For some people, Medicare enrollment occurs automatically, while others need to manually enroll. Medicare sends you a red, white, and blue card when you’re signed up.
You’re generally eligible for Medicare if you’re a United States citizen or permanent legal resident of at least five continuous years, and you generally qualify by age (65 or older). However, you may qualify for Medicare before turning 65 if you receive Social Security or certain Railroad Retirement Board disability benefits; see details below. You may also qualify for Medicare before age 65 if you have amyotrophic lateral sclerosis (ALS) or end-stage renal disease (ESRD). Read on for more information.
Medicare enrollment may happen automatically if the following situations apply.
If you turn 65 years old
If you’re already receiving Social Security or Railroad Retirement Board benefits, you’ll be automatically enrolled in Original Medicare, Part A and Part B, when you reach age 65. Your Medicare card should arrive about three months before your 65th birthday, and your Medicare coverage starts the first day of the month you turn 65.
If you retire before 65
You can apply for Social Security retirement benefits when you’re 61 years and 9 months old or older; see the agency’s contact information below. However, in most cases, you don’t qualify for Medicare until the age of 65 (see exceptions below).,
If you’re eligible for Railroad Retirement Board (RRB) benefits, see the agency’s for information about retiring before age 65, or call them at the number listed below.
If you qualify for Medicare because of disability
If you get Social Security or Railroad Retirement Board disability benefits, you’ll be automatically enrolled in Medicare after 24 months of collecting disability. Your Medicare card should arrive in the 25th month.
If you have amyotrophic lateral sclerosis (ALS)
People with ALS, or Lou Gehrig’s disease, are automatically enrolled in Medicare Part A and Part B the same month their disability benefits start.
Unless the situations above apply to you, you’ll need to manually enroll in Medicare. If that’s you, here’s how to get your Medicare card.
You’ll have to manually apply for Medicare if:
If you have end-stage renal disease (ESRD), you can apply for Medicare at any time. Otherwise, you’re first eligible to enroll during your seven-month Initial Enrollment Period, which typically starts three months before you turn 65, includes the month of your 65th birthday, and ends three months later. When your Medicare coverage begins and when you get your Medicare card depends on the month you sign up during this period.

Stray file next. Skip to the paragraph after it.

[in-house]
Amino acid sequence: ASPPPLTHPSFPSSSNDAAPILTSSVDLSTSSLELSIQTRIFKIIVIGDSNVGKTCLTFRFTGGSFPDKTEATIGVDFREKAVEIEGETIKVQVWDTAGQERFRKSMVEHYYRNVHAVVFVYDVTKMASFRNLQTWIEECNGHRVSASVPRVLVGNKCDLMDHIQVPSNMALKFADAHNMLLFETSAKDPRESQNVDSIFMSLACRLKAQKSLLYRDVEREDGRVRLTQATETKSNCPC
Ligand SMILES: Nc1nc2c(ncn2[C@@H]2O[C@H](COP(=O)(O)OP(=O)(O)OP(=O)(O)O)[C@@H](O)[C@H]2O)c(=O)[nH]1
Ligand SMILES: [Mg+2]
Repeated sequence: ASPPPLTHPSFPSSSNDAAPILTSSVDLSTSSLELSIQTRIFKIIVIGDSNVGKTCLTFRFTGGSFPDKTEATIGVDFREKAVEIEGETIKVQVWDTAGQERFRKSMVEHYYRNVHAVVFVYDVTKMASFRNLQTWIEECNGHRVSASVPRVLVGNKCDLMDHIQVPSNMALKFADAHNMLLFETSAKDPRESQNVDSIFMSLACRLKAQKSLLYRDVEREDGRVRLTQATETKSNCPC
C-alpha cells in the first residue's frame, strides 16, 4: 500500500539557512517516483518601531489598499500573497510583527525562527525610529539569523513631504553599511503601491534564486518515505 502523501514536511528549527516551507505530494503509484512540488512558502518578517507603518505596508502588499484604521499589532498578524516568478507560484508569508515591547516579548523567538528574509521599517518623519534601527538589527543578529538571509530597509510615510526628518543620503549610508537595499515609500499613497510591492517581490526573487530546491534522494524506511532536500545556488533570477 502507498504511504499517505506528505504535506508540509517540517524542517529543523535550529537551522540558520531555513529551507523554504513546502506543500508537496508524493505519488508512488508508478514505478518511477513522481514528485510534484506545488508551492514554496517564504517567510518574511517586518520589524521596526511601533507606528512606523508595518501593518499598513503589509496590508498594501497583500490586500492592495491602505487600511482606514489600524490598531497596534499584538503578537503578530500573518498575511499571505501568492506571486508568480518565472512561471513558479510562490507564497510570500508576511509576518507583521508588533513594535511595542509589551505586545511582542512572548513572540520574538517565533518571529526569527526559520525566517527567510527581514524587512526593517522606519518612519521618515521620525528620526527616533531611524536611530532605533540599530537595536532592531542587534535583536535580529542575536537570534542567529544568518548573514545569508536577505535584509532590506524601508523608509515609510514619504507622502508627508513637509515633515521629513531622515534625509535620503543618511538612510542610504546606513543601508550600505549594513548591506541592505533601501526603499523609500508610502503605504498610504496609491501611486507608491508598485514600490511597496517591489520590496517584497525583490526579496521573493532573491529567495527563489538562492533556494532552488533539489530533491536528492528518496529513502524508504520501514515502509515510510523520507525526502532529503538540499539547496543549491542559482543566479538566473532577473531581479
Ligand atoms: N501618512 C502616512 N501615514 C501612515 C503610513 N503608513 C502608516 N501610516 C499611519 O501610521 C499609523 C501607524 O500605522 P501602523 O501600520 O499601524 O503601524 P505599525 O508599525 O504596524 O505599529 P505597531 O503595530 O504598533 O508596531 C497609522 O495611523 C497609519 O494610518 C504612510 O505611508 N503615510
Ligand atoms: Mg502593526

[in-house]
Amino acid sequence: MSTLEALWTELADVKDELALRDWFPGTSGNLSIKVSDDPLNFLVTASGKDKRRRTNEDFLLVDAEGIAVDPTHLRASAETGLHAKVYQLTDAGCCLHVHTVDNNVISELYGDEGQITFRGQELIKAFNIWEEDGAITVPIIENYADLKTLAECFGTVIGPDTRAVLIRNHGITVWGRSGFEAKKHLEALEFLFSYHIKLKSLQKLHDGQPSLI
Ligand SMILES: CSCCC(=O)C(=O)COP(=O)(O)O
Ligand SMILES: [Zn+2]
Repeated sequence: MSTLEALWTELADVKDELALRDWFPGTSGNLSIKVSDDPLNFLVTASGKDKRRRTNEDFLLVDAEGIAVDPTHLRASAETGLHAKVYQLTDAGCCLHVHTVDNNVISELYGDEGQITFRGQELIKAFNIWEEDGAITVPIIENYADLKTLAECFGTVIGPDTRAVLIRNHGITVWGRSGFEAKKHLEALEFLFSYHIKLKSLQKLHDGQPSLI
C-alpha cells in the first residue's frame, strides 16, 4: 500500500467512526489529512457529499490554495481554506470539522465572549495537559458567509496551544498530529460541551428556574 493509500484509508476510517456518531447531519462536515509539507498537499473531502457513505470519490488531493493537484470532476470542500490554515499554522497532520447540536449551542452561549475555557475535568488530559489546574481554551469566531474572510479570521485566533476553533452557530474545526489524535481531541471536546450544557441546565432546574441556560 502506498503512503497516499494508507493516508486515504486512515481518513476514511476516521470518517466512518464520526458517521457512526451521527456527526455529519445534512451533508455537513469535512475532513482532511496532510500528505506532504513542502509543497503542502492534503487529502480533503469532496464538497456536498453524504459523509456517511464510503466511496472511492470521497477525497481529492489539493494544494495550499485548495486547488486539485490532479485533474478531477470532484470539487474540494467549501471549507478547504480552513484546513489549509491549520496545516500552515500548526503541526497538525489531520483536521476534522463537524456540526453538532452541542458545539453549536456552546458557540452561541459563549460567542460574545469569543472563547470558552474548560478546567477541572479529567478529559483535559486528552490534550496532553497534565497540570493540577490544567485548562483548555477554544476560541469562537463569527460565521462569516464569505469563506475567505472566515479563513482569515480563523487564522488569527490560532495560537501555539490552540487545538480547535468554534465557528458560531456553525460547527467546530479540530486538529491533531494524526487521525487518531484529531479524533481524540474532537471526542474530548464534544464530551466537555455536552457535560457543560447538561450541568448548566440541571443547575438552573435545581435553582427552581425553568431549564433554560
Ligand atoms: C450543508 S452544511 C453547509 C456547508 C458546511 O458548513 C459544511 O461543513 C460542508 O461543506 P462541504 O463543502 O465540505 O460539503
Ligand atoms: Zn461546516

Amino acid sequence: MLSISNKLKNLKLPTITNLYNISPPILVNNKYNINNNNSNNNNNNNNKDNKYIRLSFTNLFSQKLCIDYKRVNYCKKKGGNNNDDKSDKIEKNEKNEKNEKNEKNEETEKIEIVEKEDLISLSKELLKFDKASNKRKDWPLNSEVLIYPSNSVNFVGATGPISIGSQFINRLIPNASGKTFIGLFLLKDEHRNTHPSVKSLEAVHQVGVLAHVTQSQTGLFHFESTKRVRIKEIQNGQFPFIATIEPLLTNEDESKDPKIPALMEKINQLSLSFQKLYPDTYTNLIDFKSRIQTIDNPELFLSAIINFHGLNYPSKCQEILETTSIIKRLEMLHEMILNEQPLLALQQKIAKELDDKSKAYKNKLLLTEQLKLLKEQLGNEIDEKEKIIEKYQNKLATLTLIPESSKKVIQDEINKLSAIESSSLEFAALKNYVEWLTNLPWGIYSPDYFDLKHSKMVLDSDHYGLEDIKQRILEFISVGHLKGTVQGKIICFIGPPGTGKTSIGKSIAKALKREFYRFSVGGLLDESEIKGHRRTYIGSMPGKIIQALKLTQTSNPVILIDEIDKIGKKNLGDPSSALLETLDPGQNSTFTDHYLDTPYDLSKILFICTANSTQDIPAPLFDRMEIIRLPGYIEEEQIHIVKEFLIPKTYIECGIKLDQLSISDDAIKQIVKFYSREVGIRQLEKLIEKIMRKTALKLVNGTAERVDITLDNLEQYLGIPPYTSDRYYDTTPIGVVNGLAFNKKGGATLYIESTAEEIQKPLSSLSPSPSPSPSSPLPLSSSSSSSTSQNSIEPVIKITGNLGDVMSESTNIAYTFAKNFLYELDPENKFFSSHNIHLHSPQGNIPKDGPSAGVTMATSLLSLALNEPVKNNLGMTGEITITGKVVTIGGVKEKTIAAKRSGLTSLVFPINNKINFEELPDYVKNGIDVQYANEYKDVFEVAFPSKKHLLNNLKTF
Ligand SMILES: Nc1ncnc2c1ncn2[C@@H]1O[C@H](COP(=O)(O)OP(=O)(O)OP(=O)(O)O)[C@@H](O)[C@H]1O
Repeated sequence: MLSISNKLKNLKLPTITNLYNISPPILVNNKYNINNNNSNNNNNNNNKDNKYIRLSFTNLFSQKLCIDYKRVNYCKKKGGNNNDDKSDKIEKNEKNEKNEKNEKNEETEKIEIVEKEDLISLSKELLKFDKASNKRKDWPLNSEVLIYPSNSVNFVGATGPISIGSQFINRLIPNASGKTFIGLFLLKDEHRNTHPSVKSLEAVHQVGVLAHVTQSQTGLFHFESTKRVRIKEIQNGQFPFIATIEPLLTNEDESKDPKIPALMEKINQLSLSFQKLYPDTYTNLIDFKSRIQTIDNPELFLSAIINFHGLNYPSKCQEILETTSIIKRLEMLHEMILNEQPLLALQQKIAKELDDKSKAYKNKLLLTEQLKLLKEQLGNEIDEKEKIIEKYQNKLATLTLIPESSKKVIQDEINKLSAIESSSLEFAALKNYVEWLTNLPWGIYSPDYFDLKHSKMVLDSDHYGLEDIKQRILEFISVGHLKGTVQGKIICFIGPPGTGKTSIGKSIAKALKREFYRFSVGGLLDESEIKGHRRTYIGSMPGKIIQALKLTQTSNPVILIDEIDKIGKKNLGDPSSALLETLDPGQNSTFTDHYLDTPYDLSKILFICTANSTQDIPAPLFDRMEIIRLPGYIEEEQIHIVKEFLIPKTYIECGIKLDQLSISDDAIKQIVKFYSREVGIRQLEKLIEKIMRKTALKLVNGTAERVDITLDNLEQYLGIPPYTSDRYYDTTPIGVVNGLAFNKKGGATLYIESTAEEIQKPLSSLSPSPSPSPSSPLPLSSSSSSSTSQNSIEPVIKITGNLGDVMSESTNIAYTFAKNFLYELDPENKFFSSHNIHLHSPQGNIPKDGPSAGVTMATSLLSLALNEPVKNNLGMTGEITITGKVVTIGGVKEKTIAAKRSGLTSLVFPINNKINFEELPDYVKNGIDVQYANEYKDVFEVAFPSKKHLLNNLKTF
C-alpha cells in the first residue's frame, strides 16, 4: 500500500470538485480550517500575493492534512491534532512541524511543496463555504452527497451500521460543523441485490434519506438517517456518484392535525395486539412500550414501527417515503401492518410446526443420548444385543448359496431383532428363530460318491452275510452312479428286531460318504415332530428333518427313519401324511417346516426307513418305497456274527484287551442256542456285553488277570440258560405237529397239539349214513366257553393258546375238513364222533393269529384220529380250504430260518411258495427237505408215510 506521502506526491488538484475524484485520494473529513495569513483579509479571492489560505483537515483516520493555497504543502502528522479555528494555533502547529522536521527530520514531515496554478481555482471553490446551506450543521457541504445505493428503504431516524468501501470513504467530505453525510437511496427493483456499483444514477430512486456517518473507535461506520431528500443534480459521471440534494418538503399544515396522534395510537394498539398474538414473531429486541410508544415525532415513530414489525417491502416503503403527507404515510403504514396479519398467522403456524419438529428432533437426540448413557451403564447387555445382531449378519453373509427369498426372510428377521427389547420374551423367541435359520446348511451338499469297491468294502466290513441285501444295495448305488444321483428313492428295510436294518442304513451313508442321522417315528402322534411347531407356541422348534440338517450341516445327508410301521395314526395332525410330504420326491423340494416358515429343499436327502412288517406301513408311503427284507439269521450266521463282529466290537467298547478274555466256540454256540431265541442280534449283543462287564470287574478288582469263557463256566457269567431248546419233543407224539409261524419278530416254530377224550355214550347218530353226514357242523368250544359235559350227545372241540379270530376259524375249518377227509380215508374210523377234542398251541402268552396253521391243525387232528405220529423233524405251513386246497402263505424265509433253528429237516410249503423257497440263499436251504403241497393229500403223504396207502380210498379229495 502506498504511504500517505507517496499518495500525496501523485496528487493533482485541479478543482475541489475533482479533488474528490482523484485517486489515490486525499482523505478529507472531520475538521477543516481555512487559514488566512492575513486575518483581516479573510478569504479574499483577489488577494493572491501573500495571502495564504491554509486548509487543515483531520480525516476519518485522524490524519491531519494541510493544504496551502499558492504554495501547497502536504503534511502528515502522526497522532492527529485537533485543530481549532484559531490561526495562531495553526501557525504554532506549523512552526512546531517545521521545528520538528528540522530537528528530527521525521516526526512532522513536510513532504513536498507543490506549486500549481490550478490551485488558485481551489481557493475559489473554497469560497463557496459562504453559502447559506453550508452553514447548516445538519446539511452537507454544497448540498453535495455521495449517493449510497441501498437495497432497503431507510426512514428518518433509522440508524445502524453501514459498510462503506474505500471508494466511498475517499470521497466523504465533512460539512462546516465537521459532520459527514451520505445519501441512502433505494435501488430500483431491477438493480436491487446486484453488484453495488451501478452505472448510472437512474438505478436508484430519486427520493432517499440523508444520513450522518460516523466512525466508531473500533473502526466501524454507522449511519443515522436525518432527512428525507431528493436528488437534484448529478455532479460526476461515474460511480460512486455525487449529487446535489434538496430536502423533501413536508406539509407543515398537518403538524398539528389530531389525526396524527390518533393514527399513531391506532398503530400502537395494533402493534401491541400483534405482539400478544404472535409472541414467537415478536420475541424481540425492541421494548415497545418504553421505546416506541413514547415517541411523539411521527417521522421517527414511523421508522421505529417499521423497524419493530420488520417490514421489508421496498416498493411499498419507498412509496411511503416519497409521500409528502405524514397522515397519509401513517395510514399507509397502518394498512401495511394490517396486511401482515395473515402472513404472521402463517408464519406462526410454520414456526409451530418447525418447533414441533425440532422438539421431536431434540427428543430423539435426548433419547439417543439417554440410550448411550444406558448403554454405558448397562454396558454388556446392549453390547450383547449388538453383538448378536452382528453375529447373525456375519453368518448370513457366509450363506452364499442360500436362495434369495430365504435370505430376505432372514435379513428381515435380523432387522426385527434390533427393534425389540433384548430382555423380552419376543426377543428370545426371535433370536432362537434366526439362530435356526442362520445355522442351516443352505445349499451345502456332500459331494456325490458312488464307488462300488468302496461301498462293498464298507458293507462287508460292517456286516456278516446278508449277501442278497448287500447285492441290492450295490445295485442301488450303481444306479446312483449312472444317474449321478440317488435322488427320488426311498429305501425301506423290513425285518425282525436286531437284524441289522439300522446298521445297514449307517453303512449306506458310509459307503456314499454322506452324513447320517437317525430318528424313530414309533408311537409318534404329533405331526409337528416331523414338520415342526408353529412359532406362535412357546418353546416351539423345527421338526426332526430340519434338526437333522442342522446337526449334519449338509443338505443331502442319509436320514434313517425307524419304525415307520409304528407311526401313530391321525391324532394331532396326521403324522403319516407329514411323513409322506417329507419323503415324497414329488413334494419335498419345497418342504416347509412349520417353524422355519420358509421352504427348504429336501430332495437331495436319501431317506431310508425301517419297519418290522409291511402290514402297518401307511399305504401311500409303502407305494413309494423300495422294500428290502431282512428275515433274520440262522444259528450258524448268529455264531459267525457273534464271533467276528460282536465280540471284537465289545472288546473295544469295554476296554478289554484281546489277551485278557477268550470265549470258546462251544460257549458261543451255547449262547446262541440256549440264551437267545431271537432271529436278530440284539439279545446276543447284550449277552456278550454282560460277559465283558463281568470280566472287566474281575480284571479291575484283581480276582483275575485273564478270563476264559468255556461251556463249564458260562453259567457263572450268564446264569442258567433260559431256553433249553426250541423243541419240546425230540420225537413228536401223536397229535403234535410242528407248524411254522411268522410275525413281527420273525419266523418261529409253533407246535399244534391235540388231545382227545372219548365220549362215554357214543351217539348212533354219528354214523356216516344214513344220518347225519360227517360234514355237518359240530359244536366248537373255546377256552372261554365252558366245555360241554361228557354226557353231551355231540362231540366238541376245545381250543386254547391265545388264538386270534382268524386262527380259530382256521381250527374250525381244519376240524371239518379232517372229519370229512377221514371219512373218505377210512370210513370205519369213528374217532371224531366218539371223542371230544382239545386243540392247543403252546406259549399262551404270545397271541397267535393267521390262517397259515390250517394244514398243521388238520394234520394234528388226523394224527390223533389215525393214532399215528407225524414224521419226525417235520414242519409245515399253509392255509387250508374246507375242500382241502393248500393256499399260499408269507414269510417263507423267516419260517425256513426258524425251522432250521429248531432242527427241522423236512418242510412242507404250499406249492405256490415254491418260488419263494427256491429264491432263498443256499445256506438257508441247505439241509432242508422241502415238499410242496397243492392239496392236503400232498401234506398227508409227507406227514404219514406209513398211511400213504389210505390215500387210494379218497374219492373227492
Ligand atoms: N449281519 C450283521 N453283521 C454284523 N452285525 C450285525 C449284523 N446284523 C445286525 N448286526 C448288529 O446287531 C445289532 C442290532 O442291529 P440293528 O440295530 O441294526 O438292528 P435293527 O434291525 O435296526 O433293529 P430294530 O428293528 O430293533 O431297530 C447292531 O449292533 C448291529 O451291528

If you don’t enroll in Medicare during your Initial Enrollment Period, in most cases you’ll have to wait until the General Enrollment Period, which takes place from January to March 31 every year. You may have to pay a late-enrollment penalty for Medicare Part B (and for Medicare Part A, if you don’t qualify for premium-free Part A).
Some people decide to delay Medicare Part B enrollment if they have other coverage, since Part B comes with a premium. If you’re working and have health coverage through an employer, you can sign up for Part B with a Special Enrollment Period when you stop working or that coverage ends. You won’t have to pay a late enrollment penalty if you sign up during a Special Enrollment Period.
If you worked for a railroad, you’d apply for Medicare through the Railroad Retirement Board. Otherwise, you’d sign up through Social Security.
Getting a Medicare card starts with a phone call:
You can also sign up online at in person.
If you’re married, you and your spouse should each have your own separate Medicare cards with separate Medicare claim numbers. Don’t mix them up, and never use each other’s cards.
Have a doctor’s appointment? If you can’t wait 30 days for your new card to arrive, you can visit your local Social Security office or call 1-800-772-1213 (TTY users 1-800-325-0778) Monday through Friday, from 7AM to 7PM.
The agency will mail you a letter that you can use as proof of Medicare eligibility until you receive your new Medicare card. You should receive this letter within 10 days of submitting the request.
If you receive Railroad Retirement Board benefits, you should call your local RRB office or 1-877-772-5772. TTY users can dial 1-312-751-4701. Representatives are available Monday through Friday, from 9AM to 3:30PM.
Keep your Medicare card in a safe place, and don’t let anyone else use it. Always have your card handy when you call Medicare with questions.
You should take your Medicare card with you when you receive any health care services or supplies. Even if you haven’t reached your deductible, your doctor will need your card information to submit a claim. That claim will be applied to your deductible so you can use your benefits sooner. If you receive a new Medicare card, show it to your doctor’s office staff so they can make a copy of the updated information.
If you misplaced or lost your card, you can get a replacement Medicare card.
To learn about Medicare plans you may be eligible for, you can: